Furthermore, the cases are clear, and the rule is long established, that if a testator names a child in the will, and disposes of all his property to others, making no provision for the child, then it ‘appears from the will that such omission was intentional’ (Prob.Code, § 90), and extrinsic evidence to the contrary is incompetent. Payne v. Payne, 1861, 18 Cal. 291, 301–302; Estate of Callaghan, 1898, 119 Cal. 571, 574–575, 51 P. 860, 39 L.R.A. 689; Estate of Fanning, 1937, 8 Cal.2d 229, 230, 64 P.2d 951; Estate of Eggleston, 1954, 129 Cal.App.2d 601, 606–607, 277 P.2d 469; Estate of La Brie, 1955, 130 Cal.App.2d 235, 237–238, 278 P.2d 760. See also In re Stevens, 1890, 83 Cal. 322, 330, 23 P. 379.
As is pointed out in La Brie, supra, ‘[m]ost of the problems in construing this section have arisen in cases where the omitted person was not specifically mentioned in the will, and where the solution has depended entirely upon construing the other language used in the will’ (130 Cal.App.2d at page 237, 278 P.2d at page 761). This is the situation in each of the cases cited by respondent, and none of them is here in point. Estate of Cochran, 116 Cal.App.2d 98, 253 P.2d 41; Estate of Hassell, 168 Cal. 287, 142 P. 838; Van Strien v. Jones, 46 Cal.2d 705, 299 P.2d 1; Estate of Price, 56 Cal.App.2d 335, 132 P.2d 485; Estate of Torregano, 54 Cal.2d 234, 5 Cal.Rptr. 137. Other cases cited do not deal with Probate Code section 90. Hassell and Van Strien are both strong authority in favor of appellant, for in the former a disinheritance of ‘heirs,’ not named, and in the latter of ‘any person who if I died intestate would be entitled to share in my estate [46 Cal.2d 705, 299 P.2d 3],’ again not named, was held sufficient. Torregano, which is most heavily relied upon, is clearly not in point. There the child was not named, nor was there a disinheritance of heirs or relatives in the will. The opinion in that case cites, without criticism, the cases on which we rely (at pages 248–250, 252 of 54 Cal.2d, at page 148 of 5 CalRptr.), and states ‘the rule that before a testator may be said to have intentionally omitted his child, it must appear on the face of the will that he had such child in mind at the time of executing the will, and having the child in mind he omitted to provide.’ At p. 252 of 54 Cal.2d at page 148 of 5 Cal.Rptr. That is precisely the situation in the case at bar.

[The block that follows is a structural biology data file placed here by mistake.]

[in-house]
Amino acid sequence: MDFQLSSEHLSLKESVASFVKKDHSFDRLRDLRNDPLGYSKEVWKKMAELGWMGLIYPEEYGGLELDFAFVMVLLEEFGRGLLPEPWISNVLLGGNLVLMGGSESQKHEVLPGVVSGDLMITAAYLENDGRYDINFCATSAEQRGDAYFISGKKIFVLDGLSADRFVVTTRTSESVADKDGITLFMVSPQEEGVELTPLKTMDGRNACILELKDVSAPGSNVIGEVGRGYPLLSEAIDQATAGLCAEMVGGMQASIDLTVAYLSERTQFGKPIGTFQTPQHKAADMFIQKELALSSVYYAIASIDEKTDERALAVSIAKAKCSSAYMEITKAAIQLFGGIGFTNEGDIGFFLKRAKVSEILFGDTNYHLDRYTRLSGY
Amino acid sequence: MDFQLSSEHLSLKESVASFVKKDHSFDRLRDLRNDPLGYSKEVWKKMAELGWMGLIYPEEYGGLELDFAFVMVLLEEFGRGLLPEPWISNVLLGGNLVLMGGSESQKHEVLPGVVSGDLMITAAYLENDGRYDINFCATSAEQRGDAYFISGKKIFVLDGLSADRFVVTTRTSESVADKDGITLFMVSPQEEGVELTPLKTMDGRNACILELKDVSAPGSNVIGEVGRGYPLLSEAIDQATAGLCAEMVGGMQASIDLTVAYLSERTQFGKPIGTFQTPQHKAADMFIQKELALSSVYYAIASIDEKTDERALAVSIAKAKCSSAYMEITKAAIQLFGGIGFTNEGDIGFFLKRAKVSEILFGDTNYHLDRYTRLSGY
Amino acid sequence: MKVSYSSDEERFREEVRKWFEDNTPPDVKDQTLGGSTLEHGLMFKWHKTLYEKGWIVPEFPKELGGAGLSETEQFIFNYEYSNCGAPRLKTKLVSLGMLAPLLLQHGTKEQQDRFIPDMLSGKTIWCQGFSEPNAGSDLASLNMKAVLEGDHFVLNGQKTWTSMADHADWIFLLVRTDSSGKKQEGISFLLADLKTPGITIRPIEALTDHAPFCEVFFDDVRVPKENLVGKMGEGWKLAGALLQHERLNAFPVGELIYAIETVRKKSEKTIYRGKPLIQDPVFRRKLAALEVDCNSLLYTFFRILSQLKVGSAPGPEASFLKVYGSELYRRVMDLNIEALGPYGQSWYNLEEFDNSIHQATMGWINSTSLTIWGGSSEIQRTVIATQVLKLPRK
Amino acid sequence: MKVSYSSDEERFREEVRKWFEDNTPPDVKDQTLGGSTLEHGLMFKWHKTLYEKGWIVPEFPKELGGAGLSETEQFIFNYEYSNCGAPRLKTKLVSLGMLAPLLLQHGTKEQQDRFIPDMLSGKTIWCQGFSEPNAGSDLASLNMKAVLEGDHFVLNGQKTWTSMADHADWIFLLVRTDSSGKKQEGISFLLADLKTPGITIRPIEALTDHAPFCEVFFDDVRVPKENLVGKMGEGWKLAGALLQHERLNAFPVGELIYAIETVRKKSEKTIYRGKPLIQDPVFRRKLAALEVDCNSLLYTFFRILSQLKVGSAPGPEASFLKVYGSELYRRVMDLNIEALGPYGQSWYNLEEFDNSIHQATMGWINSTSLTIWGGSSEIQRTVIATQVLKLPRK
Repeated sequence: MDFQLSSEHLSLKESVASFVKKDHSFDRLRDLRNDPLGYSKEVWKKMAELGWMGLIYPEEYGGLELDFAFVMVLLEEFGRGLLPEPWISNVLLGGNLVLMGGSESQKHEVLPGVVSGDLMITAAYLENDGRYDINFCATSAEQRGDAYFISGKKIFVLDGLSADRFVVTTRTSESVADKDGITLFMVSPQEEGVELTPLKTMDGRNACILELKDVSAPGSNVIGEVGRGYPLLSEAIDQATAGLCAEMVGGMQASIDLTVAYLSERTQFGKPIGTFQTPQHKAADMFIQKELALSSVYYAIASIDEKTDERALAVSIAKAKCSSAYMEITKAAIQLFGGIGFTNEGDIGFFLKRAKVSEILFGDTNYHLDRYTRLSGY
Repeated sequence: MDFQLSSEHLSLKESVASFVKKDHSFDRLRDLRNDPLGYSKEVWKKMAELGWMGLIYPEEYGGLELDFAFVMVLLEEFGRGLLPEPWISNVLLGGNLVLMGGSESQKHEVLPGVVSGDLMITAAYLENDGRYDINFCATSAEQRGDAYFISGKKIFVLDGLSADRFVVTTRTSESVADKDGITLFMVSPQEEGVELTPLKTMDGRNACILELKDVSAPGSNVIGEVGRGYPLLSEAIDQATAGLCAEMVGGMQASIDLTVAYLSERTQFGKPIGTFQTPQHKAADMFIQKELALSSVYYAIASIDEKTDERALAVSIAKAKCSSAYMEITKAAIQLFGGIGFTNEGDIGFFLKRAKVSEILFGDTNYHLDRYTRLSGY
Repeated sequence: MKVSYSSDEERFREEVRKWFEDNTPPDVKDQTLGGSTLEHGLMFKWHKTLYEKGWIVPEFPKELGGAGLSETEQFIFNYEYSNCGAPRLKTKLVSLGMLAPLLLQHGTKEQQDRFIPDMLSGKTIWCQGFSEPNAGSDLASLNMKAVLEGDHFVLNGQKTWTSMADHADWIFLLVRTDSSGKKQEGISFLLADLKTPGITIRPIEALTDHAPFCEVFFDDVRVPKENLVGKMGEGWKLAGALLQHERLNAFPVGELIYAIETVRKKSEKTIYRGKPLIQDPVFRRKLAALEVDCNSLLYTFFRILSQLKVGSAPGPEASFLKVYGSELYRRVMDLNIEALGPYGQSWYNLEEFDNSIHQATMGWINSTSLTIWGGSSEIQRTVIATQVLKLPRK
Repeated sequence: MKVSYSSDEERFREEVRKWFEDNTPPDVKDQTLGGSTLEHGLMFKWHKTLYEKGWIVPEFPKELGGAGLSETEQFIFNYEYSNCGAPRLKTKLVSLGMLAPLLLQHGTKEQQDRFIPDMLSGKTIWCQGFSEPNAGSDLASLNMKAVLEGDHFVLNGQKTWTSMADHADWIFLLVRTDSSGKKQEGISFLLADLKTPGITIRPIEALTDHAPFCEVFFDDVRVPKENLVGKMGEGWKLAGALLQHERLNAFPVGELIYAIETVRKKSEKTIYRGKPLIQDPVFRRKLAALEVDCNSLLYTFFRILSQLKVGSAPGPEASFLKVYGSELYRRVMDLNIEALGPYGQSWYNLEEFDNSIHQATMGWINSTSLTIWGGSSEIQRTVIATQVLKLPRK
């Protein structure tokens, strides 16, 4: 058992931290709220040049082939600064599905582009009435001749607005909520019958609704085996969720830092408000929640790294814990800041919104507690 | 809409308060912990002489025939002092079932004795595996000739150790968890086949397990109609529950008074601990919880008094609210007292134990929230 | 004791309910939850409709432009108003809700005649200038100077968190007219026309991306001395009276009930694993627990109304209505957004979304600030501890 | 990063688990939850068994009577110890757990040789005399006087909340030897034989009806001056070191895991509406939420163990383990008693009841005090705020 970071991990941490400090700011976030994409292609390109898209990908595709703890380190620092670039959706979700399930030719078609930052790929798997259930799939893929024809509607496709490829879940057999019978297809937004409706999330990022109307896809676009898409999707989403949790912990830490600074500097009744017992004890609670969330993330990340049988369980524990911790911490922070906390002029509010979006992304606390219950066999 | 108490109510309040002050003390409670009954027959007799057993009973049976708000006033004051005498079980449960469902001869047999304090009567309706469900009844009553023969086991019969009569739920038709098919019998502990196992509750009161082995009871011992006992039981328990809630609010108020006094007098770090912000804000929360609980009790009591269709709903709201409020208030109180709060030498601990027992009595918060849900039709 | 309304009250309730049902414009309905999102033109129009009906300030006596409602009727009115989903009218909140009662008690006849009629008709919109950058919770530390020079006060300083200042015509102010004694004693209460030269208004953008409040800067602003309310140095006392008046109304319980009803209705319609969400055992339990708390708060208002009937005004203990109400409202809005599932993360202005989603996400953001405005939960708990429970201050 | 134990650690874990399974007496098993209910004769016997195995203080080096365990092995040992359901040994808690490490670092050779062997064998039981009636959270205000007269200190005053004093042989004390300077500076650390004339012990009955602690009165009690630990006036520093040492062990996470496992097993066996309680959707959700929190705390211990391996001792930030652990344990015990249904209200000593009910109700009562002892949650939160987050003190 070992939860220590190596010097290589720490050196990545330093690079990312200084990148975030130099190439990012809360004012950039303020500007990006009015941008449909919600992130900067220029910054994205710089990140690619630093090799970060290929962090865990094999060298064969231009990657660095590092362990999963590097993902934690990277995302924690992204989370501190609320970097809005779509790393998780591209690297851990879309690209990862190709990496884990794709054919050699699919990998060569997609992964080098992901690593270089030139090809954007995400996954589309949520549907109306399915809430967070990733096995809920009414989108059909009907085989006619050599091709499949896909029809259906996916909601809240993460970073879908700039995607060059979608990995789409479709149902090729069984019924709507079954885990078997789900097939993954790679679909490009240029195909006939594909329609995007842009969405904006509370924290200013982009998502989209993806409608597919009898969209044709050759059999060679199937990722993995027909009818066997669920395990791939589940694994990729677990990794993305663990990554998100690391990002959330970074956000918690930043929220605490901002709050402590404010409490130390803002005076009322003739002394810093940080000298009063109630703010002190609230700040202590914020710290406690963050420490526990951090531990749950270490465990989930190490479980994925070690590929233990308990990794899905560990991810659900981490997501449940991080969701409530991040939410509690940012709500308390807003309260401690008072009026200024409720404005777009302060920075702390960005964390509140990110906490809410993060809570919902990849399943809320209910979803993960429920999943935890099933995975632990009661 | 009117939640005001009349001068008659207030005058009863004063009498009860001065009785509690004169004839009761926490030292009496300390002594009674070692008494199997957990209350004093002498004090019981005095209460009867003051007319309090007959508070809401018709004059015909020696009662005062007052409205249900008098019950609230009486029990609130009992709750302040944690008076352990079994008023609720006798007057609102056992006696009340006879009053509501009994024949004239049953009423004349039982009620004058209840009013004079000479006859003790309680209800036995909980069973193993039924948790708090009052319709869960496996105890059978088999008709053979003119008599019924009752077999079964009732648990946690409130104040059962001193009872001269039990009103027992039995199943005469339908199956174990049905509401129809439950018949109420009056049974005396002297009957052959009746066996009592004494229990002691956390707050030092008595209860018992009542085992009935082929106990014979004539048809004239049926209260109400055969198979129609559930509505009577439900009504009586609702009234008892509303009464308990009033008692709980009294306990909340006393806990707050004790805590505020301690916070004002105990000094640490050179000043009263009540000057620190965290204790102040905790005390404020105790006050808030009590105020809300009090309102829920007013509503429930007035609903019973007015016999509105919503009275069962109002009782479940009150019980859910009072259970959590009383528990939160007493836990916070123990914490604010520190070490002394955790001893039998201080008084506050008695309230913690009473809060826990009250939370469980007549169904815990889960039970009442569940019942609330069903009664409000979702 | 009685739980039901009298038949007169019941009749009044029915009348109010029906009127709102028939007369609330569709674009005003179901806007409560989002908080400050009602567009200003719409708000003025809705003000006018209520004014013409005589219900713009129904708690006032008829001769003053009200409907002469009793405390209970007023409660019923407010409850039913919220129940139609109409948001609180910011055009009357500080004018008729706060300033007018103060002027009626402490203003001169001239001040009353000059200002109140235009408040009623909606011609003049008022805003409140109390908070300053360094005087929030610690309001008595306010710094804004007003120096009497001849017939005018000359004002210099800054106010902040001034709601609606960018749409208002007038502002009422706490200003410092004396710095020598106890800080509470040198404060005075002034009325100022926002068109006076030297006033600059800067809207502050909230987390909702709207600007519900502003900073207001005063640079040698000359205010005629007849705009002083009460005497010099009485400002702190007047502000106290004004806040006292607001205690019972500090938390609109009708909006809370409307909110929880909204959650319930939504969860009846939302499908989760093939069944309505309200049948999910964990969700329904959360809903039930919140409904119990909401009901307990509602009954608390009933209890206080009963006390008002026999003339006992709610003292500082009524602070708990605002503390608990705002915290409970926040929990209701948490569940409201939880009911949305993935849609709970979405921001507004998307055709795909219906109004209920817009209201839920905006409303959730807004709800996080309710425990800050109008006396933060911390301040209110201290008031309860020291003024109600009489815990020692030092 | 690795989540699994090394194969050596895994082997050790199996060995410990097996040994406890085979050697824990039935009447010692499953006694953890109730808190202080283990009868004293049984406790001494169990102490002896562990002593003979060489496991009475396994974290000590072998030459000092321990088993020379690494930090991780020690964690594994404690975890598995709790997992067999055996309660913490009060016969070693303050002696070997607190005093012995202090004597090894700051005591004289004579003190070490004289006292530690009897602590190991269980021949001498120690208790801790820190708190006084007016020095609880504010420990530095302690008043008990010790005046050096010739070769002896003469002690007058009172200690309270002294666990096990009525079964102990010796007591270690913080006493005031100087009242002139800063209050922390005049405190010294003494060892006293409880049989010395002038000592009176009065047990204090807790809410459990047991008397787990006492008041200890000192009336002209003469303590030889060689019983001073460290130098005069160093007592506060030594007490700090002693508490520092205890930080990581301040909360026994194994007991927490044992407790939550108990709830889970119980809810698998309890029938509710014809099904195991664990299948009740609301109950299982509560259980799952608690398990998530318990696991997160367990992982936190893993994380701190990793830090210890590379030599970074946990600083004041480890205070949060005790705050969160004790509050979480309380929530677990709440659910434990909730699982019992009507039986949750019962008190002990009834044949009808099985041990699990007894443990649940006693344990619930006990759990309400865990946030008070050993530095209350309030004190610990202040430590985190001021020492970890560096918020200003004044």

Many wills are prepared by counsel, after careful study of the code and the authorities. They are always of importance to the testator, and they sometimes dispose of very large estates. They become operative only after the testator is dead, so that he cannot explain his intention to the court; only the will itself can speak for him. His oral declarations as to his intentions are excluded by statute. Prob.Code, § 105. We have no doubt that there are many wills in the offices of lawyers and in the safe deposit boxes of testators that take care of the problem of pretermission in a manner similar to that used by the testator in the will before us. We should not, by a new interpretation of the law, defeat the legitimate expectations of those who prepared such wills.
The order is reversed.
BRAY, P. J., and TOBRINER, J., concur.